bitchy | Milo Ventimiglia on This is Us season 2: ‘Jack never cries, and that’s by design’

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Warning: This post contains spoilers for the season 2 premiere of This is Us.

This is Us has been away from us for too long. To make up for its absence, the show delivered a season two premiere that packed an emotional wallop and shared some clues to help audiences find out how Milo Ventimiglia’s patriarchal character, Jack, met his demise. I’m still shook from that final scene – and the episode gave us lots more emotional moments for the rest of the Pearson clan.

Here’s a quick recap of the second season premiere. We pick up where we left off with Jack and Rebecca, as they gather their kids together at a diner to tell them that they’re taking a break. Understandably, the Big Three are shook, and later in the episode, we realize Randall had overheard his parents’ big fight the night before.

In the present day, it’s birthday number 38 for Kate, Kevin and Randall and they are all pursuing their dreams of the moment – Kevin in a Ron Howard movie and still with Sophie, who missed his birthday celebration due to caring for her sick mother, Kate is auditioning to be a singer in a wedding band and Randall is looking to adopt a son. Toby has issues with Kevin, Beth isn’t 100% sold on the adoption and Kate has an attack of insecurity and bolts from the audition. By the end of the episode, Kevin, after admitting that being a supportive brother to Kate is what he feels the only thing he’s good at, smooths things over with Toby. Beth convinces Randall that adopting an older child would be the best way to honor his father’s legacy and Kate goes back to the audition, gives a boffo speech about fat shaming and discovers her singing voice, which kind of does need some work, is the real reason she didn’t get the gig.

And then…that last scene. Past Rebecca goes to Miguel’s, where her husband is staying and wants to work things out. Jack admits he has a drinking problem and is reluctant to return home until can conquer his demons. Rebecca convinces him to come home, assuring him everything will be alright…but it won’t and we all know it. Cut to Rebecca, in the car, wearing a Steelers jersey, with a bag, presumably filled with Jack’s things. Kate and Randall are at Miguel’s, and are crying inconsolably. Rebecca pulls up to Chez Pearson, which we discover has been burnt down. And now we’re all crying.

Well, there is one person who’s not crying, and that’s Jack. Milo Ventimiglia sat down and talked season two with Refinery29. He shared how he relates to his character and how you’ll never see him shed a tear.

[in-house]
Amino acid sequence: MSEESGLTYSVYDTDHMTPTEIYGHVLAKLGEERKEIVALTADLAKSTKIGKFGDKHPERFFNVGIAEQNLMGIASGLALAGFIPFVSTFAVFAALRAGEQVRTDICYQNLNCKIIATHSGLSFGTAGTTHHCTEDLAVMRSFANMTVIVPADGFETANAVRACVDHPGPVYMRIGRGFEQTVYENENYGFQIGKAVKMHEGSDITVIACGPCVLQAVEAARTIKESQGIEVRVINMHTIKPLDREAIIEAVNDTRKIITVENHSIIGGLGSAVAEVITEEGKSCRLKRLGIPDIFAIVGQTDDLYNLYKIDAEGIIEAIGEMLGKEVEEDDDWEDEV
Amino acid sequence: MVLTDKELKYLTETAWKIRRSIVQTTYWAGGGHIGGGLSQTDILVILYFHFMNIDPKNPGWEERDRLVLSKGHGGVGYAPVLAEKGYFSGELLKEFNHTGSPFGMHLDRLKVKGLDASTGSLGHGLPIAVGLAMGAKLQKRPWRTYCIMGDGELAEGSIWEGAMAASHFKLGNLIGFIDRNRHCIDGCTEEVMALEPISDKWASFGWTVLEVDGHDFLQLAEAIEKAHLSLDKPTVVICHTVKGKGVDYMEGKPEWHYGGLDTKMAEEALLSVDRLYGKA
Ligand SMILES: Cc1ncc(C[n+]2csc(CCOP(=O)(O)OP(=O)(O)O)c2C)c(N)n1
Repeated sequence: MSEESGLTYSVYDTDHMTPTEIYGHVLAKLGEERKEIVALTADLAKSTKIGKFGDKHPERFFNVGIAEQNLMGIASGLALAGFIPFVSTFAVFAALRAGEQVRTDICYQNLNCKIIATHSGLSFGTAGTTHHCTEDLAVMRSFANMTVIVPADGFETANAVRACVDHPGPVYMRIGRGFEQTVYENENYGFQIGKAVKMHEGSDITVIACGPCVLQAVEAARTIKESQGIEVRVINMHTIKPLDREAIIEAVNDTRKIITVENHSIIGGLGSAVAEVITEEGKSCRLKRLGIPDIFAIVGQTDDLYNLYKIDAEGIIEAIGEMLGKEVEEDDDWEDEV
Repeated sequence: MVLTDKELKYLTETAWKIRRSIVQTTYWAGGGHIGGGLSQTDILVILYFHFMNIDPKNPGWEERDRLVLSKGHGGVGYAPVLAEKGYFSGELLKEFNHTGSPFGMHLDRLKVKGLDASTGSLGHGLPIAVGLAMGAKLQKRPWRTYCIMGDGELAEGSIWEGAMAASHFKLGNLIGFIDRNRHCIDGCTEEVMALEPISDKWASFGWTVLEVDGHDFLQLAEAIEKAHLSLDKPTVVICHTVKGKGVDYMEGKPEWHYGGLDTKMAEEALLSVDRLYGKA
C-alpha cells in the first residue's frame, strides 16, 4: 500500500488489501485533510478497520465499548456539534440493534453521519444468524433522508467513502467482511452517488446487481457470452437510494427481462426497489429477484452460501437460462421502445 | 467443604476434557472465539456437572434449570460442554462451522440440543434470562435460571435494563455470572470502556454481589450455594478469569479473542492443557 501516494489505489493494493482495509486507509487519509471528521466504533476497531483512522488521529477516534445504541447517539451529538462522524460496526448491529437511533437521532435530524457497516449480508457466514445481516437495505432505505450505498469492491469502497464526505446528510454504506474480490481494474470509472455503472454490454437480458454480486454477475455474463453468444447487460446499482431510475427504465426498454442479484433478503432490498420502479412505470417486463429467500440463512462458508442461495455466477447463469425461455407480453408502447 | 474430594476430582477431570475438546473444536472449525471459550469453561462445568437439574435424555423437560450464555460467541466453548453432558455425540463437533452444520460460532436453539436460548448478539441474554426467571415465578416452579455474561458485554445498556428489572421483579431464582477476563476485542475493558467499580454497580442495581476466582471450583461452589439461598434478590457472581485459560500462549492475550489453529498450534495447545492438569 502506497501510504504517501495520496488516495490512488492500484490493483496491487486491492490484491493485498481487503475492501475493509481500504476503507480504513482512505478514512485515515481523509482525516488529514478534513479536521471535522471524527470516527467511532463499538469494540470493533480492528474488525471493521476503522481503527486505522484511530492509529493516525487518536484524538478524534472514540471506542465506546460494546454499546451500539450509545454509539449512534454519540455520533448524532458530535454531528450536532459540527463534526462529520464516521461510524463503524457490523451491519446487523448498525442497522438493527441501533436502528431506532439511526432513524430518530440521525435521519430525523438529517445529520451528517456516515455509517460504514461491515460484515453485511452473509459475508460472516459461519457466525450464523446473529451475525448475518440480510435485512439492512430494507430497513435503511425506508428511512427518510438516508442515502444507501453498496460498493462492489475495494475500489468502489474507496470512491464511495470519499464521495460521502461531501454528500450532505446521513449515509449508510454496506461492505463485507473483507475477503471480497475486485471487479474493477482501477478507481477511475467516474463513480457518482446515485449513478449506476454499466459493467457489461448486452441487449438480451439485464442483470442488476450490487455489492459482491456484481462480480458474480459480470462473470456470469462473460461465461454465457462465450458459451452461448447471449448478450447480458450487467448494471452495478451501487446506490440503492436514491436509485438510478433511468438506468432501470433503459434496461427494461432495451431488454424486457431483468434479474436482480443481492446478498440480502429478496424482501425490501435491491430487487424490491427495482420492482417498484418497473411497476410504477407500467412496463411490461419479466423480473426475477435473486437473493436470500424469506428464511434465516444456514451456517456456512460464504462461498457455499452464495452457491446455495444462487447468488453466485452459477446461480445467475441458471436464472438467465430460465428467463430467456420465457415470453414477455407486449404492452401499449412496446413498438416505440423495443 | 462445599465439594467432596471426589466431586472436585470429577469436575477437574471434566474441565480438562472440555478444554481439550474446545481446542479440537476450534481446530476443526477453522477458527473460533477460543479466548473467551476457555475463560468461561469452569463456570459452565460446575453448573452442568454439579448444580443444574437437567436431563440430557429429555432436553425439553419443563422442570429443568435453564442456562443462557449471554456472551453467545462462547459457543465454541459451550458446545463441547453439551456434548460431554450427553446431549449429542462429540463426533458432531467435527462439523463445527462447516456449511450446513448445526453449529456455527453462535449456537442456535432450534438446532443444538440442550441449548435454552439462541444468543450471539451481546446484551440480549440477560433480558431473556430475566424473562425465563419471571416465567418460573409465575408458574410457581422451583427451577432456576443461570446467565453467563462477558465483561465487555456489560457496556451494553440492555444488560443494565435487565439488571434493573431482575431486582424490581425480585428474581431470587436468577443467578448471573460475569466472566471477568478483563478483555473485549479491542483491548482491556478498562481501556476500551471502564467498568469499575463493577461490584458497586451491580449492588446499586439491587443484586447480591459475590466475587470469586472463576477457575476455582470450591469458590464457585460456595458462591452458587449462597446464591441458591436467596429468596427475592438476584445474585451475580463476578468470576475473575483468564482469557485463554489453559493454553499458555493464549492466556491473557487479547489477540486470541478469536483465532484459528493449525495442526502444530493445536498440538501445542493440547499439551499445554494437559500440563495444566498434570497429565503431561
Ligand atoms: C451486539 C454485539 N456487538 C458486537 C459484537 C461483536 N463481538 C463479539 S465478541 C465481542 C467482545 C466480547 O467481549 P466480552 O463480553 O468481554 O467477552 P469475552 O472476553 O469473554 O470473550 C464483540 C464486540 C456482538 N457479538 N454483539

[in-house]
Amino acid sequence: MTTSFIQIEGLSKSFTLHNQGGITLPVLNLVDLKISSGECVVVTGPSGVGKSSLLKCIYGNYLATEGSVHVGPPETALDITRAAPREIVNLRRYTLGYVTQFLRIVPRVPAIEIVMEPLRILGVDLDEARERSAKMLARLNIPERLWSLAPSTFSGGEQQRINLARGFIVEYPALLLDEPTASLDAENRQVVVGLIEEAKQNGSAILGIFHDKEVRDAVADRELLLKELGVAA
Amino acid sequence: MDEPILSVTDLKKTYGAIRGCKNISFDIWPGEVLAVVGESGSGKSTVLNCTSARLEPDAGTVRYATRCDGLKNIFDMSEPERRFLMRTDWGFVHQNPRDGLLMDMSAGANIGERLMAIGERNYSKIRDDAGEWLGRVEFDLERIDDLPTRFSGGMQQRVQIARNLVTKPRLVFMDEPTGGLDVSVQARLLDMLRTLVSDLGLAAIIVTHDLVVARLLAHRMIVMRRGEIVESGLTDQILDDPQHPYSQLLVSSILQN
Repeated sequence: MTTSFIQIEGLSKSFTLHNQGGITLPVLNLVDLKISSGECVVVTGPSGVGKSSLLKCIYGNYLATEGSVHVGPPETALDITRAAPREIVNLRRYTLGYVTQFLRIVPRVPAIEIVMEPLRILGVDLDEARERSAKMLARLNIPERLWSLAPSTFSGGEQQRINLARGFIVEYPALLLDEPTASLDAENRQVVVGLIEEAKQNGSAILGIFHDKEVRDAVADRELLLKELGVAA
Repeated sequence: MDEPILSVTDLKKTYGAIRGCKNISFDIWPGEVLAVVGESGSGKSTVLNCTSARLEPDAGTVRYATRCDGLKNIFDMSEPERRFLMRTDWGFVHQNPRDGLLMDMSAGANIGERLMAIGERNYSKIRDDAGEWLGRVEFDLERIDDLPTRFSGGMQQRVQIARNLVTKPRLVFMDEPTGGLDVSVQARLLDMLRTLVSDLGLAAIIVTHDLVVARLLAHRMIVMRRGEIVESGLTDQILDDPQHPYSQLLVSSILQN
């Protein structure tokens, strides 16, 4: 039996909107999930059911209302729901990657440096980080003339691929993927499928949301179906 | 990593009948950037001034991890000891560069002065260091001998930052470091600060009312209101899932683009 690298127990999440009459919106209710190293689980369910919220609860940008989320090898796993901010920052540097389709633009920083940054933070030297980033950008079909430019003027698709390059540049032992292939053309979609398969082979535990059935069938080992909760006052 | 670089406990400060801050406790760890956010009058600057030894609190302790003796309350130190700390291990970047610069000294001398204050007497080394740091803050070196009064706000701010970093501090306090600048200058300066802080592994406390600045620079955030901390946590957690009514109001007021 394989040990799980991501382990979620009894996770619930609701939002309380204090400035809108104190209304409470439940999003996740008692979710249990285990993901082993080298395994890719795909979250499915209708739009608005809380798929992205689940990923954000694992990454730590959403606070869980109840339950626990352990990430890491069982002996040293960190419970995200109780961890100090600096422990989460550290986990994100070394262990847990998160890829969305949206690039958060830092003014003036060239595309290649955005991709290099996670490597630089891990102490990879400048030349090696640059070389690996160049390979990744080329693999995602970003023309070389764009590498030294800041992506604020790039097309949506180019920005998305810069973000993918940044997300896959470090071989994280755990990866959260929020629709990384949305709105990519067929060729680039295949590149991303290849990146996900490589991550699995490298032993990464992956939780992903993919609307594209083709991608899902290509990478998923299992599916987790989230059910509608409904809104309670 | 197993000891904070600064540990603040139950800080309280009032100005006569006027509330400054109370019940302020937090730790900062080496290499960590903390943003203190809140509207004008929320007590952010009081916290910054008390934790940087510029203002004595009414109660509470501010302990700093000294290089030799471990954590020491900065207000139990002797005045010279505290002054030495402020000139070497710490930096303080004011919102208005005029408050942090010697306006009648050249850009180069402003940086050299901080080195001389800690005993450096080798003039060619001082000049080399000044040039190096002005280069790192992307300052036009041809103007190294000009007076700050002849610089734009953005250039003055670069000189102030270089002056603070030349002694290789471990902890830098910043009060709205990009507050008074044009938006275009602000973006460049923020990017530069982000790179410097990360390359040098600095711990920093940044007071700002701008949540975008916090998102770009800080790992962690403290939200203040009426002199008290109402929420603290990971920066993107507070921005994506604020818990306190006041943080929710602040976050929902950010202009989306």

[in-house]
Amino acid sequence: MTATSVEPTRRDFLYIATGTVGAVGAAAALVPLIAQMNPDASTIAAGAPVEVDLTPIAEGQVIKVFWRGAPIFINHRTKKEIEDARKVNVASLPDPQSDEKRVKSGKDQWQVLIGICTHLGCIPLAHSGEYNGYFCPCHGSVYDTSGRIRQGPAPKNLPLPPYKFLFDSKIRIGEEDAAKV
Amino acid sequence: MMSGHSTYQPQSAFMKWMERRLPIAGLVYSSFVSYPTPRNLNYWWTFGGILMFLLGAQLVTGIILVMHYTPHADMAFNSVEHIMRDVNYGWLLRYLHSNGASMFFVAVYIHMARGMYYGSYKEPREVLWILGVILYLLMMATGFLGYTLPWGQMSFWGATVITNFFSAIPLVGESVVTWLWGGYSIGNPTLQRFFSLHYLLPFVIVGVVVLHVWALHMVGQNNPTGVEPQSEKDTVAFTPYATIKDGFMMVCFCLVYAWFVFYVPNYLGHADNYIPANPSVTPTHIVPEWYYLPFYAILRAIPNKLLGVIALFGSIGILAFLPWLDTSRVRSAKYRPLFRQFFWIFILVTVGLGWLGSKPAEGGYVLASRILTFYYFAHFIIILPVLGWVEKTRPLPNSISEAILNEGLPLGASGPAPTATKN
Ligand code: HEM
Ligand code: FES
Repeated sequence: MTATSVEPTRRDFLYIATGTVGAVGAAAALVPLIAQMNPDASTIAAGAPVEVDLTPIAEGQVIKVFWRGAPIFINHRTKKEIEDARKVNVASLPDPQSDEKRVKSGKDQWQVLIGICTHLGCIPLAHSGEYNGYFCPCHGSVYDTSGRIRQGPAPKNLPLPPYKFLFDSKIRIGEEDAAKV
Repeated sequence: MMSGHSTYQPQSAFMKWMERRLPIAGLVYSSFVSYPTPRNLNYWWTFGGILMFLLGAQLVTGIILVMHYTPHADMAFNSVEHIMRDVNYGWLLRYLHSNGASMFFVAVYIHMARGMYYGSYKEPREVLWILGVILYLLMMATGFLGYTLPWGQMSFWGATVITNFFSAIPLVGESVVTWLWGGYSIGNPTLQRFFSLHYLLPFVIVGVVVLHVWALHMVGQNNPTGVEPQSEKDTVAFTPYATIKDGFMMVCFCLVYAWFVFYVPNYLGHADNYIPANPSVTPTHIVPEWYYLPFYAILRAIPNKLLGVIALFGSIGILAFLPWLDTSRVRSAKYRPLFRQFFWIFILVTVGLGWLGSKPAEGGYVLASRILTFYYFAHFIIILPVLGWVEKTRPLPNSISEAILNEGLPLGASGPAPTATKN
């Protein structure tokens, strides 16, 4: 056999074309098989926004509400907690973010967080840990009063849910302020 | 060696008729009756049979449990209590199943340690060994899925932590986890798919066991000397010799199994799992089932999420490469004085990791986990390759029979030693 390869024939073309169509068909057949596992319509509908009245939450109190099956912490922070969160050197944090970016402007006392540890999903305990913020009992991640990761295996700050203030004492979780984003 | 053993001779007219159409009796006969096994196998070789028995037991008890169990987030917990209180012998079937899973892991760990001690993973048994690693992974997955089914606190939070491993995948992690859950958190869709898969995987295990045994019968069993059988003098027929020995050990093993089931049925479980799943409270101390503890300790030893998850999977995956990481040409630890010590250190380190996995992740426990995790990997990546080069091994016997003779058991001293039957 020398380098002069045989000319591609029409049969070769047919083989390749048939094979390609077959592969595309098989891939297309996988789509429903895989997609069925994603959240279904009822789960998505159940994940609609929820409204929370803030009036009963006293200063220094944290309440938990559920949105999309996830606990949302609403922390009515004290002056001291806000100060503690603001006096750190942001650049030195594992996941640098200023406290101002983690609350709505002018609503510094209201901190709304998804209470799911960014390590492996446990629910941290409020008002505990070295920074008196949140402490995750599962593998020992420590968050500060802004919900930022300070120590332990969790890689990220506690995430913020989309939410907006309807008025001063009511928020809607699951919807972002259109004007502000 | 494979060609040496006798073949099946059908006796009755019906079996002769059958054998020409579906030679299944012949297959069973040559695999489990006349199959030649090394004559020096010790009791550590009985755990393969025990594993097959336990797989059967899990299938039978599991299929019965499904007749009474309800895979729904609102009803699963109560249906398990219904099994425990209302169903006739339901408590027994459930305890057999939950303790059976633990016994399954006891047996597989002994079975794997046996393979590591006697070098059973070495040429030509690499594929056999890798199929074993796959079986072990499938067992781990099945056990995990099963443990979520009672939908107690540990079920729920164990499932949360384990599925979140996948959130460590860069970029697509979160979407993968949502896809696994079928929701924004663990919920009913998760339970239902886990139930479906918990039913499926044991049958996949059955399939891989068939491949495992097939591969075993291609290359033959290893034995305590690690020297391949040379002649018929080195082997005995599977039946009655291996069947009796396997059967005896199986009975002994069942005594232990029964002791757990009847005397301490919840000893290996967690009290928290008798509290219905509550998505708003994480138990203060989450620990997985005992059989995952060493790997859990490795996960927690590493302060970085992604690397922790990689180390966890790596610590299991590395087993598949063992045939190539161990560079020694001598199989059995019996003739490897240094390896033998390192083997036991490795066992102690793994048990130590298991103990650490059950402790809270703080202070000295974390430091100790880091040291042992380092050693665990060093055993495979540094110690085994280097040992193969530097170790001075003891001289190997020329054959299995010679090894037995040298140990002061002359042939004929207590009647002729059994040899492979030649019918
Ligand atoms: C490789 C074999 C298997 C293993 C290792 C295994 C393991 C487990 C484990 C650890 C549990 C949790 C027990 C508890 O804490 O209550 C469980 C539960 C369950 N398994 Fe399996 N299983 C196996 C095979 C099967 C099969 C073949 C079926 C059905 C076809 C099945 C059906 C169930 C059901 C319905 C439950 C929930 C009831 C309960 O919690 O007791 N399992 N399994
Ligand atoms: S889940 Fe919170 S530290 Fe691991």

What audiences should take away from Jack’s death:
“Don’t focus on how the man died, focus on how he lived, and how he impacted his kids and his marriage.”

“I think once people discover how and when and why he died, hopefully they can move on from it. It’s like death that happens in our own lives: you have to accept that it happens. And you have to accept that it’s coming and there’s nothing you can do about it. None of us can escape it.”

What Milo finds “personally relatable” about Jack:
“I think it’s Jack’s heart. He’s not a perfect man, but he’s a good man. And he tries hard to give people a lot of hope and inspiration, without making it feel like he’s telling them what to do. He’s all about inspiring good, whether he’s good or not. I think his intentions are always right. That’s something I respect about him. I enjoy playing a guy who’s trying to get his kids and marriage everything, even though he’s flawed as a human being.”

Why you won’t see Jack cry:
“Jack never cries, and that’s by design. (show creator Dan) Fogelman and I spoke about it a lot. Everyone else in the show is emotional, but Jack isn’t. He’s an anchor. Someone has to be the anchor. I think about my own parents, I didn’t see my father cry until I was 21. And Jack died well before his kids were that age.”

[From Refinery29]

Jack isn’t crying, and neither is NBC, as the season premiere scored some big ratings. The episode, which aired Tuesday night, got a 3.8 Nielsen rating for adults under the age of 50. For reference, the spring season one finale got a 3.4 and the series; premiere garnered a 2.8. The show is definitely on track to avoid the “sophomore slump” that’s taken many a show down a peg or two (I’m looking at you, Empire).

So, when are we going to find out the whole story about Jack’s death? Strap in, as it’s going to take a while, according to Dan Fogleman, who talked to Entertainment Weekly about the slow reveal. He said that creating the mystery surrounding Jack’s death “was part of the plan from the inception.” He says of the episode’s last scene, “there are a zillion clues that are all over. Our hardcore dramedy fans can study the last two minutes of the show like a Zapruder film. And they won’t be disappointed.” And for fans thinking that plot situations introduced in season one, like Kate feeling a sense of responsibility for Jack’s death, are not going to fall by the wayside. Says Dan, “We’ve not done anything by accident. This has always been the plan, so everything we’ve constructed has been for this.”

Dan says that we will “see everything we need to know about Jack” this season. One thing’s probably certain – Toby didn’t do it, despite Chris Sullivan’s recent tweet to the contrary. God, I love this show.

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Television Industry Advocacy Awards - Arrivals

The 69th Emmy Awards

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